Little has changed since then. In the UAE, “scores of activists, academics and lawyers are serving lengthy sentences … in many cases following unfair trials on vague and broad charges,” Human Rights Watch report. Saudi Arabia recently executed 81 men on one single day.
And though it seems to have been forgotten, in 2006 the head of the Saudi national security council “threatened to make it easier for terrorists to attack London” unless a Serious Fraud Office investigation into a British-Saudi arms deal was halted, according to the Guardian.
(Days later prime minister Tony Blair wrote to the attorney general and the inquiry was, indeed, dropped).
In Kuwait — generally consider the most open society in the Gulf — criticism of the head of state is outlawed, sex between men is criminalised and nearly 5,000 books were banned in the seven years up to 2020, according to the Guardian.
“Kuwaiti authorities continue to use provisions in the constitution, the national security law and the country’s cybercrime law to restrict free speech and prosecute dissidents,” Human Rights Watch notes.
How did Britian respond to the challenge the Arab Spring represented to the Gulf’s rulers?
“With a major strategic vote of confidence in the conservative regional order,” David Wearing explains in his 2018 book AngloArabia: Why Gulf Wealth Matters to Britain.
Speaking about Britain’s support for Bahrain following its violent crackdown against protesters in 2011, Middle East specialist Professor Rosemary Hollis noted: “The British do not want to be seen — in front of the British public, Human Rights Watch and all those other NGOs that are monitoring this — to be aiding and abetting oppression of the civilian population.”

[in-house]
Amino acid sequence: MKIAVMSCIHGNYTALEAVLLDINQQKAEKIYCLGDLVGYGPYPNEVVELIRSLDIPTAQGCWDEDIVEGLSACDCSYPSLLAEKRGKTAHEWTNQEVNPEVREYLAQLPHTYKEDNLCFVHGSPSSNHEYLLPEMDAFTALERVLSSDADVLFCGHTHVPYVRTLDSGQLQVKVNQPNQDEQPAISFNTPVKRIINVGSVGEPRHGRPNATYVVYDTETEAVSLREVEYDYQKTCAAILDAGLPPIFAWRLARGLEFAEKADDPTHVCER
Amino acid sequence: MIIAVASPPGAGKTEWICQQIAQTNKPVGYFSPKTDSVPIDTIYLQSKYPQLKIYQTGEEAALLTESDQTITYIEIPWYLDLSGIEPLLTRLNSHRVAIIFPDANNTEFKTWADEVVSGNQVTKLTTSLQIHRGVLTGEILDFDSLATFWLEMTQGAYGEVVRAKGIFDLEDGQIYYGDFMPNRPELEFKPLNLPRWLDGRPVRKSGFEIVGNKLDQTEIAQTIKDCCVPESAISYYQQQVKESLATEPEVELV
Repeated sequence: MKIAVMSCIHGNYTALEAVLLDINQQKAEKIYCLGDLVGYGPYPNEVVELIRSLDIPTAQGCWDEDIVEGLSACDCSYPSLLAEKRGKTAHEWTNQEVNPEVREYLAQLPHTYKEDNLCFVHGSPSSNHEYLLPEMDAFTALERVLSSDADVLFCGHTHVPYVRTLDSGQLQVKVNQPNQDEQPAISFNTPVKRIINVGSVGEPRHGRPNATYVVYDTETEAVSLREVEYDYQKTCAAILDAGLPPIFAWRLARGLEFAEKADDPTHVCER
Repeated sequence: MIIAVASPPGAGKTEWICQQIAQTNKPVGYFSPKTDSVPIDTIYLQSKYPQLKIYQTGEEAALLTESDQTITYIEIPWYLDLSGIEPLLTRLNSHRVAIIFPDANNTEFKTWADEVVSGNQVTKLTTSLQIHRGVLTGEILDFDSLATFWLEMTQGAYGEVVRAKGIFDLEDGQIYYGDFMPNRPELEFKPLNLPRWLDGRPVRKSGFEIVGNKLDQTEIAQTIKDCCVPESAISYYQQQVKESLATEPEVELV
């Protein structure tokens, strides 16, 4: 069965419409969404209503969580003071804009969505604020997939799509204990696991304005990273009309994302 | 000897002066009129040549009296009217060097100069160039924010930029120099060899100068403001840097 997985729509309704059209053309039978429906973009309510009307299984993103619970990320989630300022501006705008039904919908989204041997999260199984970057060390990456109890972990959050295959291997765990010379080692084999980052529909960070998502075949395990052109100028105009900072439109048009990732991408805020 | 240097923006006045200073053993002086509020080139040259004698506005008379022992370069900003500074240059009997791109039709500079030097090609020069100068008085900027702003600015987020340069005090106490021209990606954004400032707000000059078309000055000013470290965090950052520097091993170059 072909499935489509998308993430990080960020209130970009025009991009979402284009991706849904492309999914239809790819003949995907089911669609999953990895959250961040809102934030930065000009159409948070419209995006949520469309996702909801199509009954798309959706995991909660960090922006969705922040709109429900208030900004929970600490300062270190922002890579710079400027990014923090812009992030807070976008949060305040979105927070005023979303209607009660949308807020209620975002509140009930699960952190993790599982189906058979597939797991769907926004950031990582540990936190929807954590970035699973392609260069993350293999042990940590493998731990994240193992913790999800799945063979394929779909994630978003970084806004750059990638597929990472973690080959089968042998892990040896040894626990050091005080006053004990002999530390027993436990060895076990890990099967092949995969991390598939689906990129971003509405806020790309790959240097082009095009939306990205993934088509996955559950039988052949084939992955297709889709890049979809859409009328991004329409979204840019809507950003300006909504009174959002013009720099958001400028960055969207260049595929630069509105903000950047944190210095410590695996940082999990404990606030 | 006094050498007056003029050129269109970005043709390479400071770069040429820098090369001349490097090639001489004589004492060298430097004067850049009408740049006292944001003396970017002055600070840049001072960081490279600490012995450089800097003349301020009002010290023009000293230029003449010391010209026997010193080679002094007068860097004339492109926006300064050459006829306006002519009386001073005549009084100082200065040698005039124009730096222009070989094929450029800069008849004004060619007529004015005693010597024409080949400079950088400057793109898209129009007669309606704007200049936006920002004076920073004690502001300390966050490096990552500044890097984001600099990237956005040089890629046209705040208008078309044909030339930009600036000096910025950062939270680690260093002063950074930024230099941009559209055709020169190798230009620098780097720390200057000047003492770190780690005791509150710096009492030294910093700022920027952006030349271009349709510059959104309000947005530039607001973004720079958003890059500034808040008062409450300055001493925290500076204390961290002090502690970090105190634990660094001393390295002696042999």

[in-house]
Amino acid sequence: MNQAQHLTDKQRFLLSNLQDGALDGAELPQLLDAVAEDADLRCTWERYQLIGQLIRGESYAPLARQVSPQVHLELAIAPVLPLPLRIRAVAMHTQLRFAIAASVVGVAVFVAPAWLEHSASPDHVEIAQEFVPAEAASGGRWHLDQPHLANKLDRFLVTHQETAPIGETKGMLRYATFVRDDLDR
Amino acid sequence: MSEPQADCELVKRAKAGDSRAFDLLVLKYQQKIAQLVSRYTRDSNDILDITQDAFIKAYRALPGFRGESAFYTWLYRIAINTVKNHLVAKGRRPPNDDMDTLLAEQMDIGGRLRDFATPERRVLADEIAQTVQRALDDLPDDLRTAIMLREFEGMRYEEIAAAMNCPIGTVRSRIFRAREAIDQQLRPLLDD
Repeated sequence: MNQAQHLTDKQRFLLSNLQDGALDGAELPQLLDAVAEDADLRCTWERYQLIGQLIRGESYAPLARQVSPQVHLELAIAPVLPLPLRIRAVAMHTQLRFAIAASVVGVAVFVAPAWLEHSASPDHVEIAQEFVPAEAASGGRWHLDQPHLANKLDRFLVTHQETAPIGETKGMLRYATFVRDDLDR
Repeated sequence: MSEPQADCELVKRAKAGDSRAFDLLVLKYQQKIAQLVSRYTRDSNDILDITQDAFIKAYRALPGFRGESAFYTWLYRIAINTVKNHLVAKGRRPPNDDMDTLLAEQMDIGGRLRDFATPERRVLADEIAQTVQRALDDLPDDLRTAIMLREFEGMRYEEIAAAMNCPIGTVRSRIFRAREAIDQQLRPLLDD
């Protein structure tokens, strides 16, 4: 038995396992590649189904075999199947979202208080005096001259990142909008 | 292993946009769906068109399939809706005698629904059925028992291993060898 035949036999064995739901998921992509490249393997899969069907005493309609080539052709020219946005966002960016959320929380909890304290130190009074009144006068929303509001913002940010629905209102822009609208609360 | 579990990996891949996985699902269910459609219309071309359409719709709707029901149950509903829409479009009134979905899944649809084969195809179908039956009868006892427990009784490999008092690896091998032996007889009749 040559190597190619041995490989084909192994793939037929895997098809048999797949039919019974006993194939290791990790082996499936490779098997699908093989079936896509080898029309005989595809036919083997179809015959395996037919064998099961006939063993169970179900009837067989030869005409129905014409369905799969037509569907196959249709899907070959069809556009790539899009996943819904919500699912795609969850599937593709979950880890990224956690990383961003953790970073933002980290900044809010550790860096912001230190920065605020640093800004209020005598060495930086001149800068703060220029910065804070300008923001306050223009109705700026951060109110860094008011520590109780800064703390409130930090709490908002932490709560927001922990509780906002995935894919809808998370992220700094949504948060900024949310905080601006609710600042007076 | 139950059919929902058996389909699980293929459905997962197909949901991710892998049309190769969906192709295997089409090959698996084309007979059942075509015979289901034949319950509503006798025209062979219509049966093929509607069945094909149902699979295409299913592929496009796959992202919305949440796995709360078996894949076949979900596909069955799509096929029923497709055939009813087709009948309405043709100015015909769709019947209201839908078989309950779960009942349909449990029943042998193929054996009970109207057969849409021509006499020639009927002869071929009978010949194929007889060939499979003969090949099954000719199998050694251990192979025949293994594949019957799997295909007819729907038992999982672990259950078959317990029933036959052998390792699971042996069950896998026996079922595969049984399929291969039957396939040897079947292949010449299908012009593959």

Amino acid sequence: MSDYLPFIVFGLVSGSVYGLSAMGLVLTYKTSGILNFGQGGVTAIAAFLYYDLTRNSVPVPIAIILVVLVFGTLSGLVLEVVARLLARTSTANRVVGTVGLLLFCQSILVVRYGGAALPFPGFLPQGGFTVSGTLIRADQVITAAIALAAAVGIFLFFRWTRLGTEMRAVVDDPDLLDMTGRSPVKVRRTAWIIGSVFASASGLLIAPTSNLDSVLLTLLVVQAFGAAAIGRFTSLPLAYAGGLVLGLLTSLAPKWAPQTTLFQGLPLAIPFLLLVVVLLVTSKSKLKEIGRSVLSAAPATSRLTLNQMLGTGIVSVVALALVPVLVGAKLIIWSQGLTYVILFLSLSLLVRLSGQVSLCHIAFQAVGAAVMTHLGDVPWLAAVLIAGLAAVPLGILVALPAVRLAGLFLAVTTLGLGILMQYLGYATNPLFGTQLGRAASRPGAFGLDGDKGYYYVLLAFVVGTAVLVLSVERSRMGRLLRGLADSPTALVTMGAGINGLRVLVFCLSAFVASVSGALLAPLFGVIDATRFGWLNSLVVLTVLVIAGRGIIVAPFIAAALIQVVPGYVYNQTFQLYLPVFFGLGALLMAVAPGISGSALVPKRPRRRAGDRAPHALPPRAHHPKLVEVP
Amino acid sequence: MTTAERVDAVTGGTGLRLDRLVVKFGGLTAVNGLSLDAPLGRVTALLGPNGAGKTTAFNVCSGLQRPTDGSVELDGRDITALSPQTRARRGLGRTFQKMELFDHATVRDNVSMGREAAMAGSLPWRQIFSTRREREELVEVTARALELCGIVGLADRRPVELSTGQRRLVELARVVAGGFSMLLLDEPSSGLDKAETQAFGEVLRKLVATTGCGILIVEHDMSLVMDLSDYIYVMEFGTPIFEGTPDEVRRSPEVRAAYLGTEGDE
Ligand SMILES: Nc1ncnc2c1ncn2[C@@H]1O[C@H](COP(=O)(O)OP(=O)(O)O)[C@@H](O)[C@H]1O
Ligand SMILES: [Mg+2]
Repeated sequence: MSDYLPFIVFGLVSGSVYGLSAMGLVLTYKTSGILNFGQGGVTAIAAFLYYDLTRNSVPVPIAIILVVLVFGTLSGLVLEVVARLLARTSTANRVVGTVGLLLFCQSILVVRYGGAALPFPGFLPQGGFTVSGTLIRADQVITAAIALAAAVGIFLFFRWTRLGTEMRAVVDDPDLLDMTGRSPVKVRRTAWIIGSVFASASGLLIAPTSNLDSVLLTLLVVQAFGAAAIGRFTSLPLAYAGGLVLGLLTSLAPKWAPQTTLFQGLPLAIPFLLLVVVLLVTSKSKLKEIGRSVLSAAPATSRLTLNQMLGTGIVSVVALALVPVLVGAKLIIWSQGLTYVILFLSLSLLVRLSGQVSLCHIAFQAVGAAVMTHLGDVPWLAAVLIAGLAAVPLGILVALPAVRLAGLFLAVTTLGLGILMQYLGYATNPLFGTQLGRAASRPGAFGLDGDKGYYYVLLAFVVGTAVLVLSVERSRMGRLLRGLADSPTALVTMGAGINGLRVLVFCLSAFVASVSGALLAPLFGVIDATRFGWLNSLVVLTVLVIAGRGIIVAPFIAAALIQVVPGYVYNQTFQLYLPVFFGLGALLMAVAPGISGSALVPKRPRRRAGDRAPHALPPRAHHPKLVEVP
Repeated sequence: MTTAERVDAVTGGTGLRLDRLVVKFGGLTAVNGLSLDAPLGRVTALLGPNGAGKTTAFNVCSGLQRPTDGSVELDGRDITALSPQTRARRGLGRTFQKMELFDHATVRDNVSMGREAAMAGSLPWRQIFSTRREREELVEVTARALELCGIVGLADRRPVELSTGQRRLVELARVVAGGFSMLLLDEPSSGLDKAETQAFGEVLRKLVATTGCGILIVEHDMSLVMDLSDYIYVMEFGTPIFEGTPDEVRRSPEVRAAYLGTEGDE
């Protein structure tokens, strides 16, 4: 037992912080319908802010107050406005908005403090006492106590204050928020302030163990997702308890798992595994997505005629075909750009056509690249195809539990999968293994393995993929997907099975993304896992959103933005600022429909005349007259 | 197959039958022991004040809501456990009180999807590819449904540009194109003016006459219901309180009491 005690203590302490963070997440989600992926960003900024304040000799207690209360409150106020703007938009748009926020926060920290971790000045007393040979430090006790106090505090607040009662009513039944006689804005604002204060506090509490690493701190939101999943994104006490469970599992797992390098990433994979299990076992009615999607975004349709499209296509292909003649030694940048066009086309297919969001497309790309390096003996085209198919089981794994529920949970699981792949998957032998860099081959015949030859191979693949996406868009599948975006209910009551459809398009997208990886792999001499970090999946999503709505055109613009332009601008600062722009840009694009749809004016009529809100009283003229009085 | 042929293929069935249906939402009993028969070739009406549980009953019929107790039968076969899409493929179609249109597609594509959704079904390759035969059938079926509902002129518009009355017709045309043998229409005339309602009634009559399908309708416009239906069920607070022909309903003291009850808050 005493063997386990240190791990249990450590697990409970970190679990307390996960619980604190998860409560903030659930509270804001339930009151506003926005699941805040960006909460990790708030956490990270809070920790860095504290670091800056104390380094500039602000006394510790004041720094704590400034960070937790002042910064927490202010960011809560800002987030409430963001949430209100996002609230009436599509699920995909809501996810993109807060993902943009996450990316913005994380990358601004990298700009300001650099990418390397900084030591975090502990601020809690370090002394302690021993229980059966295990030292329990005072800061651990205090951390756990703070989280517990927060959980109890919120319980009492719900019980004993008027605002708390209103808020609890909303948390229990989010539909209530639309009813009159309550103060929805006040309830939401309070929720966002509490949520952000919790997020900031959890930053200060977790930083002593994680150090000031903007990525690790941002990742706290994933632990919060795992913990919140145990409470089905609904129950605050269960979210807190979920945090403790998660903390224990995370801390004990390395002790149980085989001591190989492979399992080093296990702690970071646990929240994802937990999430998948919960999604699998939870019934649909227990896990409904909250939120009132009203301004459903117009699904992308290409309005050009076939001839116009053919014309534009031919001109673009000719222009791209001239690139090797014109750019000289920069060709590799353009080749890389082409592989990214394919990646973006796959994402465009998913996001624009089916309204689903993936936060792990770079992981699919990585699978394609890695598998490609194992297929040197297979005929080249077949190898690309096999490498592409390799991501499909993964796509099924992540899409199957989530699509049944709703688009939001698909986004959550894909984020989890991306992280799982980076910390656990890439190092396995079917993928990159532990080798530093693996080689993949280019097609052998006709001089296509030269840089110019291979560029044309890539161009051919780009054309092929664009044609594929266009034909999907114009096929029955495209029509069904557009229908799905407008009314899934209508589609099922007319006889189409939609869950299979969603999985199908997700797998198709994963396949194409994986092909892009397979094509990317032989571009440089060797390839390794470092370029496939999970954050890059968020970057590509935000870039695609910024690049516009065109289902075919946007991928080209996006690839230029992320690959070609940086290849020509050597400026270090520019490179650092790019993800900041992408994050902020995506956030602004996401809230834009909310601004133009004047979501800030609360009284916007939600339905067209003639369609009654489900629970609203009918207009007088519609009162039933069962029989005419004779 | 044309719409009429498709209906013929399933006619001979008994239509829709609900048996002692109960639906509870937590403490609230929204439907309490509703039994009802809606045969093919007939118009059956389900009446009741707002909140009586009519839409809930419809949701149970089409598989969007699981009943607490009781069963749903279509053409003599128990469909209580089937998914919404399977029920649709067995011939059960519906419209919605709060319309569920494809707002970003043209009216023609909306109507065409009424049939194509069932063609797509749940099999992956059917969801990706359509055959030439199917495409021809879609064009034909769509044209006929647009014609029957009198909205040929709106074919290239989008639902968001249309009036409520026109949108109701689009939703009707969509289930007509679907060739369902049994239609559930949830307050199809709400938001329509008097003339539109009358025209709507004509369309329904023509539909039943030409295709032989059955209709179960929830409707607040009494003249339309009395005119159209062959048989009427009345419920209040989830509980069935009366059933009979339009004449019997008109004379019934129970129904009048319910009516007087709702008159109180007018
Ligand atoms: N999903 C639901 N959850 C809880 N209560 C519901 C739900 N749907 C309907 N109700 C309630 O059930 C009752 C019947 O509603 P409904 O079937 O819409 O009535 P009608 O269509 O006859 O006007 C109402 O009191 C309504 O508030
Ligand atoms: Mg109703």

As with the quotes from Lloyd George and the unnamed “senior official” above, the underlying assumption is the British public is a threat to the state’s support for the Gulf’s repressive elites — that people would be distressed by the truth.
Indeed, occasionally it becomes clear just how much the public cares given enough information.
According to John Pilger, when his 1994 documentary Death of a Nation, about the 1975 invasion of East Timor and the genocide that followed, was first shown on TV it triggered more than 4,000 calls a minute to a helpline telephone number in the hours that followed.
More recently, around one million people marched in London on February 15 2003 in opposition to the impending invasion of Iraq — the largest demonstration in British history.
And earlier this month more than 100,000 British people offered homes to Ukrainian refugees in the first 24 hours of the government scheme that allows families and individuals to bring them to Britain.
However, when it comes to revealing and explaining what Britain and the local elites are up to in the Gulf, institutions that should inform the public have not done their job.